What it means to be a citizen scientist

A project log for Open source Arduino blood glucose meter shield

Open hardware and software blood glucose meter using electrochemical test strips

M. Bindhammer 08/19/2016 at 17:214 Comments

I am a citizen scientist. A citizen scientist is in general an amateur scientist. Even I have an academic degree, I consider myself as an amateur scientist, because I quit my academic job a long time ago for a career in private industry.

If you are a citizen scientist, you do not have an easy life. Professional scientists usually just smile at citizen scientists. Submitted articles to professional science magazines will be nearly 100% rejected. The editor will tell you, that your article is not suitable for publication in his/her magazine, that the results are limited in scope, without clear connection to the magazines topics and that it would not be suitable for their readership.

A half year ago I had a vision of a niche Hackaday prize, the citizen scientist prize. I put it to the stack here:

Fortunately the Hackaday folks assimilated the idea. The citizen scientist prize achieved in total 216 entries and 20 semifinalists including my project. But what I really want to say is, that citizen scientists need a strong platform like a magazine where they can publish their results without being discriminated because they are amateurs. There are already some intentions in this direction, for example the The Citizen Science Quarterly. Please leave a comment, if you have the same or another opinion!


Nathan Stanley wrote 10/19/2017 at 07:01 point

Bravo! I'm working (1 year contract!) as an R&D scientist at a university on a small commercialization project, but I love that you've chosen to break free from the politics, bureaucracy and metrics of academia. I really feel that the future of real innovation (and I don't use that word lightly) lies largely with smart people who break the mold which includes members of the hacker community. I think it's because those people are driven by completely different things such as true passion, curiosity and the desire to make the world a better place.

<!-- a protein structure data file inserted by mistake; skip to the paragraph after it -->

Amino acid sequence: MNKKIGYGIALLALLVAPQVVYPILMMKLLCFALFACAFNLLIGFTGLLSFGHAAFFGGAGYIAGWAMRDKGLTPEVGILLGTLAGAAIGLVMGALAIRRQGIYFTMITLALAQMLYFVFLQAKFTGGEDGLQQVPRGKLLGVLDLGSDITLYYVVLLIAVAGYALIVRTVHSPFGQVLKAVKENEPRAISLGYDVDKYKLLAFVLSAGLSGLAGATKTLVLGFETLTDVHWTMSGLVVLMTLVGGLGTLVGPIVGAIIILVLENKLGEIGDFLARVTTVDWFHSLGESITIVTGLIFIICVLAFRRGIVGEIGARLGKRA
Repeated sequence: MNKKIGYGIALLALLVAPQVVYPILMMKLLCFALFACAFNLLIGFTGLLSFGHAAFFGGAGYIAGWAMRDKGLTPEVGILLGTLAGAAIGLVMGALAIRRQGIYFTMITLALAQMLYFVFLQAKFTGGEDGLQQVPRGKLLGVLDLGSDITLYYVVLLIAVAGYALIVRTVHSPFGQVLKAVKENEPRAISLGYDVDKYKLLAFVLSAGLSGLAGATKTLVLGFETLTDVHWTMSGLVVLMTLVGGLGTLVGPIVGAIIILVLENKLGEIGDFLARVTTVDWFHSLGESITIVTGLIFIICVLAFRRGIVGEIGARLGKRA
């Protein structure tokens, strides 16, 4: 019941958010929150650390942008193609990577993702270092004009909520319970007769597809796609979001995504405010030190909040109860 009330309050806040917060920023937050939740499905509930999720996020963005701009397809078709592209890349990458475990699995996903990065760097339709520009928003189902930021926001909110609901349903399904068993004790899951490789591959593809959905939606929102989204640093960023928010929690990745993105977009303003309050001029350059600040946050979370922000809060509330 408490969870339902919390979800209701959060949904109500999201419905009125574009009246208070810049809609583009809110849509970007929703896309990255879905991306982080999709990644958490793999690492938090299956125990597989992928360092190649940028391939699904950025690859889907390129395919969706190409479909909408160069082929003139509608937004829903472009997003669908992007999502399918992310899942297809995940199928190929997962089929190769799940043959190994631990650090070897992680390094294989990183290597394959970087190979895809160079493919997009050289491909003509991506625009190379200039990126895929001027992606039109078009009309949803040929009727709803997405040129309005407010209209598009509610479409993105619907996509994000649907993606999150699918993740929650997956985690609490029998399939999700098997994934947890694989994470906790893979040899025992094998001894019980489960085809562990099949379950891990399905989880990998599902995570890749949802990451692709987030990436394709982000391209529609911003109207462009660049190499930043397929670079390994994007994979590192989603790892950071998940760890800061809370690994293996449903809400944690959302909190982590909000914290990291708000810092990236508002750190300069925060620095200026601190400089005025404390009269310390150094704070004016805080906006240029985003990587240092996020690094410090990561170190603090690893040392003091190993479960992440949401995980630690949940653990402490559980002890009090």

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esot.eric wrote 10/10/2016 at 19:12 point

I dig it!

Only fear is that it might A) get flooded with pseudo-science, perpetual motion machines, etc... or B) have to expend so much effort weeding that stuff out that it'll eventually start requiring credentials...

Maybe the proper option is to allow everything and allow the viewers to vote-with-their-views, etc...?

Nice job getting that category in the prize! And being awarded it!

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M. Bindhammer wrote 10/10/2016 at 19:40 point

Yes, could be an option. 

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David H Haffner Sr wrote 08/19/2016 at 19:34 point

I agree 100 percent! I have a degree also, but if you don't belong to some big name university or are working for a corporate entity, even joining some online research organizations will reject you for not having the "proper" credentials. 

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